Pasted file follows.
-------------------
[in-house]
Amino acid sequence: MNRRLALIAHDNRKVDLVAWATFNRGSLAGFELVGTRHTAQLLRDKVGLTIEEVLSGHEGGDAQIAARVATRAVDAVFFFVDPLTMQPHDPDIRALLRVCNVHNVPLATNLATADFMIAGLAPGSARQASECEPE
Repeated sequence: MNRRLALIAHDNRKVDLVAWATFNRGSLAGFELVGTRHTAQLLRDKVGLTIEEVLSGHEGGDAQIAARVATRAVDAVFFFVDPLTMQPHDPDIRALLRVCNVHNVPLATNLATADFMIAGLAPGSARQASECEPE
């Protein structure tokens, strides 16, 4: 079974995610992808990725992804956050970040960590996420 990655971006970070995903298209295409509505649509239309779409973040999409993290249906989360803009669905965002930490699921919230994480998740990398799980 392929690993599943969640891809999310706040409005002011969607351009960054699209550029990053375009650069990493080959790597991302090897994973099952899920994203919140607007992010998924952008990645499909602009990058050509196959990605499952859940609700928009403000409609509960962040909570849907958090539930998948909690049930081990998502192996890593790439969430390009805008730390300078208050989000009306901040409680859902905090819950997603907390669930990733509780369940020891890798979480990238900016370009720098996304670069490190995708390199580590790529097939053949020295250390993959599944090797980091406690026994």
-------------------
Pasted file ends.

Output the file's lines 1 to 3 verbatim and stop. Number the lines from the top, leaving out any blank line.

[in-house]
Amino acid sequence: MNRRLALIAHDNRKVDLVAWATFNRGSLAGFELVGTRHTAQLLRDKVGLTIEEVLSGHEGGDAQIAARVATRAVDAVFFFVDPLTMQPHDPDIRALLRVCNVHNVPLATNLATADFMIAGLAPGSARQASECEPE
Repeated sequence: MNRRLALIAHDNRKVDLVAWATFNRGSLAGFELVGTRHTAQLLRDKVGLTIEEVLSGHEGGDAQIAARVATRAVDAVFFFVDPLTMQPHDPDIRALLRVCNVHNVPLATNLATADFMIAGLAPGSARQASECEPE